Colorado Avalanche faces goal-shooting questions in Stanley Cup Finals

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Tampa – The Colorado Avalanche did not enter the Stanley Cup Finals expecting to dominate the goalkeeping game. Colorado knew it was up against one of the world’s best internet makers in Andrei Vasilevskiy of Tampa Bay Lightning.

So Avalanche only needed a solid target to score in its first title since 2001, hoping to allow skilled skaters to do most of the work. But when goalkeeper Darcy Comber was pulled out in the second period of Game Three on Monday night after allowing five goals to go, questions about the Colorado’s longevity in the series began to creep in.

With the series lead trimmed to 2-1, Avalanche has goalkeeper problems to tackle Game 4 on Wednesday night at the Amalie Arena. On Tuesday, coach Jared Bednar declined to name his Game 4. He said after the third game that the avalanche would set everything up in the net.

Comber allowed five goals in 22 shots before he was replaced by Pavel Francos, who scored 10 saves in 11 shots. Kuemper made a few good saves early on but couldn’t stop when it mattered most.

“[Kuemper] It wasn’t a good night. Bednar said after Colorado lost 6-2. “We win as a team and we lose as a team. I’m going to put it together with everyone else. It just wasn’t as good as we needed to.”

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Kuemper was the Colorado starting player for most of the season, but Francos was solid as a backup, scoring 0.916 saves and an average of 2.55 goals. And when Kuemper suffered an upper-body injury in Game 1 of the Western Conference Finals, Francoz held on tight, helping the avalanche win in a sweep.

However, despite Francos’ efforts, Bednar returned to Kuemper as a starter for Game 1 of the Finals. Kuemper made his first two games, including 16 lockout saves during Colorado’s dominant 7-0 win in Game 2.

Bednar praised Kuemper’s efforts after the first match, and his teammates said they were not worried.

“Absolutely confident [he can bounce back]Defender Josh Manson said. “He is in the National Hockey League for a reason. He will bounce back.”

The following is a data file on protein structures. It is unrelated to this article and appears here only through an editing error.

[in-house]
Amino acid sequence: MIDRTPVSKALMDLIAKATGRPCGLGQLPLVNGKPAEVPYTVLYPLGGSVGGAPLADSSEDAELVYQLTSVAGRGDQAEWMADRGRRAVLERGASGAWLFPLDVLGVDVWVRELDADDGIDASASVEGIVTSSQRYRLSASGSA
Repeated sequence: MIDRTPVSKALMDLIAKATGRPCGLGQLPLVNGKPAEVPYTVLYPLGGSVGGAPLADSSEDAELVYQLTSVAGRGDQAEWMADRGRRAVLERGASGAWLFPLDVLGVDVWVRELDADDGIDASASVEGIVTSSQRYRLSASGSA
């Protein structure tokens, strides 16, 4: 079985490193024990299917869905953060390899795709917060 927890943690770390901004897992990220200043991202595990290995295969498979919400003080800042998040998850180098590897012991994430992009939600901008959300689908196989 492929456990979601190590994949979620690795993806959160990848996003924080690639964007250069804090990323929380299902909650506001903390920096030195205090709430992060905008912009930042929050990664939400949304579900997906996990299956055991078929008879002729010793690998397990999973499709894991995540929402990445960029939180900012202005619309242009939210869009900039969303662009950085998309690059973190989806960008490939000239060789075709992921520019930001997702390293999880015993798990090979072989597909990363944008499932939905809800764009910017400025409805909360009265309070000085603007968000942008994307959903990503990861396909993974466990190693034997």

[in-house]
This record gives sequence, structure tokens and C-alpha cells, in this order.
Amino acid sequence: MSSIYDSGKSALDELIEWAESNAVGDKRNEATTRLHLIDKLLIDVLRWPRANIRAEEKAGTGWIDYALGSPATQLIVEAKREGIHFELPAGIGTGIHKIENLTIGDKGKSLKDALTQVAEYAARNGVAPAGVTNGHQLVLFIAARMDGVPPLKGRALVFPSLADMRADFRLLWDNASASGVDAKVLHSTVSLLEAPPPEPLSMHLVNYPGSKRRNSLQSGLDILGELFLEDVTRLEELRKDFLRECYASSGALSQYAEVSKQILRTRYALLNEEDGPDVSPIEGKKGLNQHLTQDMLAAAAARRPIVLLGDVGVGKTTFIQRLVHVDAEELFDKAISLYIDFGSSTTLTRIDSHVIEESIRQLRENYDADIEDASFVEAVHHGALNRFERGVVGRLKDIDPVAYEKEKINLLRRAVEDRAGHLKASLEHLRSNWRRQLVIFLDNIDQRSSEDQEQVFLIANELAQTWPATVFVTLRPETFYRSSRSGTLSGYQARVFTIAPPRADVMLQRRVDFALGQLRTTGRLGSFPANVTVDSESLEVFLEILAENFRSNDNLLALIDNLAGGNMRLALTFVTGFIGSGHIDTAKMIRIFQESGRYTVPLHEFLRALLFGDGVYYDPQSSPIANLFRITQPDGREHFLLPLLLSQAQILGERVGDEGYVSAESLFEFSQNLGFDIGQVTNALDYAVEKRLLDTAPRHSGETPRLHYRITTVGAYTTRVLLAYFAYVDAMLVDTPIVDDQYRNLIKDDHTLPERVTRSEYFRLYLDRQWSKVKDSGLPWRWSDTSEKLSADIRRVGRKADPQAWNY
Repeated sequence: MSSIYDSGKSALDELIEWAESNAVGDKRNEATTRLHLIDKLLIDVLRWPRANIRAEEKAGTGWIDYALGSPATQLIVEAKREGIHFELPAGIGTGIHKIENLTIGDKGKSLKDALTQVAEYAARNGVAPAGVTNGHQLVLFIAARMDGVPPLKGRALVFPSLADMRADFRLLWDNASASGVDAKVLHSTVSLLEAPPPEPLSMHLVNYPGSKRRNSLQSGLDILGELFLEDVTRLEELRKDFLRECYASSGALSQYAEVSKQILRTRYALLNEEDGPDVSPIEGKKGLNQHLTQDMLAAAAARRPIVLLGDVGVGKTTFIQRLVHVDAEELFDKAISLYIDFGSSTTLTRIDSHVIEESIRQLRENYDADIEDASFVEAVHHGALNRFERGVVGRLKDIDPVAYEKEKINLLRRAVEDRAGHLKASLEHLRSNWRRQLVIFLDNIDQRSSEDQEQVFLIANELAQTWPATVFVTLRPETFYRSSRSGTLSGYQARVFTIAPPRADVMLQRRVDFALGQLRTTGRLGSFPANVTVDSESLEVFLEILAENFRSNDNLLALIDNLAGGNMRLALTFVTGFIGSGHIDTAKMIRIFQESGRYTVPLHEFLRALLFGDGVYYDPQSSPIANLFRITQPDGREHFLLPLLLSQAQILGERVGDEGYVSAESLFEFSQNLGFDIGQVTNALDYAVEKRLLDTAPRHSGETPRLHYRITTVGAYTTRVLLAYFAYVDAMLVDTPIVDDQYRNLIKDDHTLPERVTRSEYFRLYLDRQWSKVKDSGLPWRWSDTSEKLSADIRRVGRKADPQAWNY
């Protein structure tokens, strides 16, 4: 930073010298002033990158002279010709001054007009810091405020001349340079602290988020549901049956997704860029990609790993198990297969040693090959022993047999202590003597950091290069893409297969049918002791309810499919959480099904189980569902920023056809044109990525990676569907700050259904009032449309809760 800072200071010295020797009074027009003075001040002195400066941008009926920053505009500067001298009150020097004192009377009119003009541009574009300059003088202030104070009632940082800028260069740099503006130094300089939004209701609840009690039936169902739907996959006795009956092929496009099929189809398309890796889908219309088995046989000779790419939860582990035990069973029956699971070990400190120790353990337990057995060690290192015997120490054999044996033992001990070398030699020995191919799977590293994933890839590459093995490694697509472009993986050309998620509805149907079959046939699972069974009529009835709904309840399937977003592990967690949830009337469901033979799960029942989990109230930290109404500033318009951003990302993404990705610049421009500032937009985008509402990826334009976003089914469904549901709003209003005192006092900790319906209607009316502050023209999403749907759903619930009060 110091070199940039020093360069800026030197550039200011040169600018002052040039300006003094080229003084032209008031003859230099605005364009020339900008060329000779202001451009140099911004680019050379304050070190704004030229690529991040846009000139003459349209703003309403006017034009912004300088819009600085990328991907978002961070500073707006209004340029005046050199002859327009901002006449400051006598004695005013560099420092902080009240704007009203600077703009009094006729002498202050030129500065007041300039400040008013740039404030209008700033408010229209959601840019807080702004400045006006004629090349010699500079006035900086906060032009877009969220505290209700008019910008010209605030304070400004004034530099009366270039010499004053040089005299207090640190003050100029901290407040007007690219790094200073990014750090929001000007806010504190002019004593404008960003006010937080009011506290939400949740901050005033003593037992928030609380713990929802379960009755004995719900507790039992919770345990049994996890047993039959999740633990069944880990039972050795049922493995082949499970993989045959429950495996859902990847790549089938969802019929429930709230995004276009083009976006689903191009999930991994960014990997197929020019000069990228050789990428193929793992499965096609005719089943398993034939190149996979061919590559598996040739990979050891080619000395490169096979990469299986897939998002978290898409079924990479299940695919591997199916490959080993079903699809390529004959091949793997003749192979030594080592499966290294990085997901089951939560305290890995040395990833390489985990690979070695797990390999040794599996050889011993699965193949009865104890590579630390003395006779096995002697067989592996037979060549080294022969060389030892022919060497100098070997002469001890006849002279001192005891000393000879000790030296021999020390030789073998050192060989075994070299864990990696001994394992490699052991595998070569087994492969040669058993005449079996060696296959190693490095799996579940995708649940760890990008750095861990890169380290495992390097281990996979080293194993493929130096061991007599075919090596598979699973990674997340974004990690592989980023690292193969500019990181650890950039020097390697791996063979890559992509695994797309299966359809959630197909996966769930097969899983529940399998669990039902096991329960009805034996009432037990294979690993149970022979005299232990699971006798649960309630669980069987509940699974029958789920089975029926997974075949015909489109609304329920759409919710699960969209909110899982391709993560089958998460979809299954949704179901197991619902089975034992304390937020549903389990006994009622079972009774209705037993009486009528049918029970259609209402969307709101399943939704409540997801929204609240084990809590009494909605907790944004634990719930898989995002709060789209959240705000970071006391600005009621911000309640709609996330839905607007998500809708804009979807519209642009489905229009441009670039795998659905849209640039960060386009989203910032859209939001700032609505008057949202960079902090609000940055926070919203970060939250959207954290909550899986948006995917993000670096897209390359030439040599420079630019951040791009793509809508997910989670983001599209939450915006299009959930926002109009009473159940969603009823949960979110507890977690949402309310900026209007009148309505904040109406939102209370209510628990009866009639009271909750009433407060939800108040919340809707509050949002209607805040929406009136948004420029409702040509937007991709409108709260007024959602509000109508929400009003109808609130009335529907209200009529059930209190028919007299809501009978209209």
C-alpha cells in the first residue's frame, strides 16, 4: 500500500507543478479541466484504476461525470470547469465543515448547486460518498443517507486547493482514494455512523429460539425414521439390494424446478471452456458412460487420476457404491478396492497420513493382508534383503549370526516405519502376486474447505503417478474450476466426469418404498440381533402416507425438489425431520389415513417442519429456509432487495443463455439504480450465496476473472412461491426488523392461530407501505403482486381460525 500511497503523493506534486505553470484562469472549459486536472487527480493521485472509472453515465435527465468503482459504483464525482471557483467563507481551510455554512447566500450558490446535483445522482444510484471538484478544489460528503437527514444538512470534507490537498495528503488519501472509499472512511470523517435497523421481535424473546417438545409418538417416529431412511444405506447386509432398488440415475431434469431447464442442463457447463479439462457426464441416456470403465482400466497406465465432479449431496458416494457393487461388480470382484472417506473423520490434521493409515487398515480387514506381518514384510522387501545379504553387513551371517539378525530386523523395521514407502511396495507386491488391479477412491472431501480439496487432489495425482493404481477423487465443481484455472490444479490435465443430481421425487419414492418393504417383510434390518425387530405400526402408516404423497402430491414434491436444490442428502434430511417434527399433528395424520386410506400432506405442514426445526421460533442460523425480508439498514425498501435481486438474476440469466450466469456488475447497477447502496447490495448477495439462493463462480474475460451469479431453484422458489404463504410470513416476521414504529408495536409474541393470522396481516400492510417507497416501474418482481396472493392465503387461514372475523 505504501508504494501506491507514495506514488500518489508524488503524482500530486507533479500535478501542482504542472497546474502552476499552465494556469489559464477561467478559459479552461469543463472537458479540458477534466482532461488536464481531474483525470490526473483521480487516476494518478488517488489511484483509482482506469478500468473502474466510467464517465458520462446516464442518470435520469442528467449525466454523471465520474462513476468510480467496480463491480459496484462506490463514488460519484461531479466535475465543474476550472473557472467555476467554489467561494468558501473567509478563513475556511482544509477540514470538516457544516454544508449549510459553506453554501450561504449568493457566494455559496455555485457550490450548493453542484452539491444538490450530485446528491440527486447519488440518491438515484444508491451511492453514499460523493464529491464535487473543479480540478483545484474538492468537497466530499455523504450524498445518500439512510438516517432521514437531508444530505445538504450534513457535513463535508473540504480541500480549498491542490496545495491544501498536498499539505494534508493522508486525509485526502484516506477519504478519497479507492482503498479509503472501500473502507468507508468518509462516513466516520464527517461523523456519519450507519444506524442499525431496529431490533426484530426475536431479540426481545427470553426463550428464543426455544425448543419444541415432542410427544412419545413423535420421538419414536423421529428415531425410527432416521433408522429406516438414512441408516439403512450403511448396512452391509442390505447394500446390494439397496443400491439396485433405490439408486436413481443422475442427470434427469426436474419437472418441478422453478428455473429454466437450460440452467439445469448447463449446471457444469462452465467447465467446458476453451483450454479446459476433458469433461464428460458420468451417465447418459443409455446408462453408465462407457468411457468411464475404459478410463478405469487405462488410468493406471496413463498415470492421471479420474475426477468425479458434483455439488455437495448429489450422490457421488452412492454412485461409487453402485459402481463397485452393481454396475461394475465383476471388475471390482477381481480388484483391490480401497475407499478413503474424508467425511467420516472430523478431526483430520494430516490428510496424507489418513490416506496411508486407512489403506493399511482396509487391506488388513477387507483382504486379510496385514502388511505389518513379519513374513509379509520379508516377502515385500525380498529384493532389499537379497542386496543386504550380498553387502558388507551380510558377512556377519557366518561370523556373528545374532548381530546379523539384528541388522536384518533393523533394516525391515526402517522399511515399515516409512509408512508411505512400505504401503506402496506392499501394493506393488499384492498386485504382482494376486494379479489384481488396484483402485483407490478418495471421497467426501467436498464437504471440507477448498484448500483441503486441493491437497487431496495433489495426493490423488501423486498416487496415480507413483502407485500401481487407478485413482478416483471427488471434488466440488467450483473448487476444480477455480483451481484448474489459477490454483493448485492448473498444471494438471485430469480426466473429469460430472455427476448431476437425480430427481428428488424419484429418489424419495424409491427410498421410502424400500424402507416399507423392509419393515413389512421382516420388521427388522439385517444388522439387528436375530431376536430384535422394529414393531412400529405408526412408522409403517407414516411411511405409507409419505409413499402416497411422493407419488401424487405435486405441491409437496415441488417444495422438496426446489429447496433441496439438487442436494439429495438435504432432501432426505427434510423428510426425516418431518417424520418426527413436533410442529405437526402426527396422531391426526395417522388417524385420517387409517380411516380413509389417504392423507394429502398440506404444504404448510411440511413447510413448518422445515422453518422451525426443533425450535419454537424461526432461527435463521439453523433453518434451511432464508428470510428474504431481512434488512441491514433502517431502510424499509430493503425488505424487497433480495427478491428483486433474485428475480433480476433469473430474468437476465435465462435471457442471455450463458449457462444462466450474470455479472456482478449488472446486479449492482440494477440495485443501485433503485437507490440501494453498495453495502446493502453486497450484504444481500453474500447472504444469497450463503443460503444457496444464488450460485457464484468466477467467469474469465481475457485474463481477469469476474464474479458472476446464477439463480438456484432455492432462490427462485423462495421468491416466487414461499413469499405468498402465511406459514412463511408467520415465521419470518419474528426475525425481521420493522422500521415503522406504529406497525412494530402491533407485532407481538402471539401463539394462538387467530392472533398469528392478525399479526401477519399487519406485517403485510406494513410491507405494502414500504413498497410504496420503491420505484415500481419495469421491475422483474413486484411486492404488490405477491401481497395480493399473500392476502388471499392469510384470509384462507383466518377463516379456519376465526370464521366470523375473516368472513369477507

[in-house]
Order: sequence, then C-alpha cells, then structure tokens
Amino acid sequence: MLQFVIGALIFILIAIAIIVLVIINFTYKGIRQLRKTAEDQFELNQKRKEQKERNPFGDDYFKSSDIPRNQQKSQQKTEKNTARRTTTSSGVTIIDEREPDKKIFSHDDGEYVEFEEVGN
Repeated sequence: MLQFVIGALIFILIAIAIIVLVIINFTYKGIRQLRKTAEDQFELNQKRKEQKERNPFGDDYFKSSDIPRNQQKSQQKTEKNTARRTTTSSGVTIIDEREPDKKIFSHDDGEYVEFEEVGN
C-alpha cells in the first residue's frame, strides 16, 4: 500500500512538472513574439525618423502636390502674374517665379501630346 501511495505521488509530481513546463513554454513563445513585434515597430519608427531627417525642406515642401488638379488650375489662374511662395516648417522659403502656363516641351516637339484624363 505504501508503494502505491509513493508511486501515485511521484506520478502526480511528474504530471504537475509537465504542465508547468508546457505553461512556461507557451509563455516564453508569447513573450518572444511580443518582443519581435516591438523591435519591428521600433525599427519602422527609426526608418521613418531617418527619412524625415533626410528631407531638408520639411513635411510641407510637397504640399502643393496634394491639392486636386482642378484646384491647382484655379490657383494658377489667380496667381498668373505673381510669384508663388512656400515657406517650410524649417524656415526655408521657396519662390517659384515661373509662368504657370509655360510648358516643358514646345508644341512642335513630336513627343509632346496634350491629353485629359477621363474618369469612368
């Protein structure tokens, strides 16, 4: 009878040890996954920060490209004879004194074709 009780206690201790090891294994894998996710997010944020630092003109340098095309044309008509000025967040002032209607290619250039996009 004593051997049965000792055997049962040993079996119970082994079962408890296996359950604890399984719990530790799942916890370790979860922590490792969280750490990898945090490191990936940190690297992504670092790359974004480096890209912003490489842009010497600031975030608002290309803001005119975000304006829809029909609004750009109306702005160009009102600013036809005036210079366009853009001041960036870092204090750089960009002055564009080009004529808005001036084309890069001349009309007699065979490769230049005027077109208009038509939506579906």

Center Nathan McKinnon added, “It’s the Stanley Cup Final. We’re not expecting a sweep. . . . . we knew they were very proud to leave. We still felt good. We feel good about our team, from top to bottom.”

Vasilevskiy was brilliant in Game 3, getting his form back after allowing all seven of Colorado’s goals to be scored in Game Two. Vasilevskiy made 37 saves in match 3. Coach John Cooper said the goalkeeper’s composure can be attributed to his experience and mental development.

“Anytime he scores a goal, everyone looks at him, and…I think his talent that made him great is the ability to turn the page,” Cooper said.

The Russian star, like many Lightning players, has been through ordeals. Facing a 2-0 deficit in the series – and being on the wrong side of the blast – was not a foreign concept. Striker Nicholas Poole said that Vasilevsky’s determination and focus are what impresses him most. So when he had a tough 2 game, the team wasn’t worried.

“He definitely gives us confidence again,” said defender Zach Bogosian. “He’s a special player who doesn’t come around often. So obviously we’re very fortunate to have him, and he’s been the backbone of this organization throughout his time here. It’s great to see him.”

Notes: Cuper said striker Nikita Kucherov is expected to play in the fourth game. He left late in the third game after receiving tough scrutiny from Colorado defender Devon Toyos. But Cooper said center Bryden Point, who missed Game Three, is “highly doubtful” for Wednesday’s play. Point suffered a lower body injury in Match 7 of the first round and did not play again until Game 1 and 2 of the Finals. . . .

Bednar said Colorado striker Andrei Burakowski, who was injured in the second half of Game 2, had not yet joined the team in Tampa until Tuesday afternoon. He was still receiving treatment in Denver. Bednar said the Nazim Qadri center is making progress after surgery on his thumb, and is optimistic that Qadri will be an option at some point in the finals.

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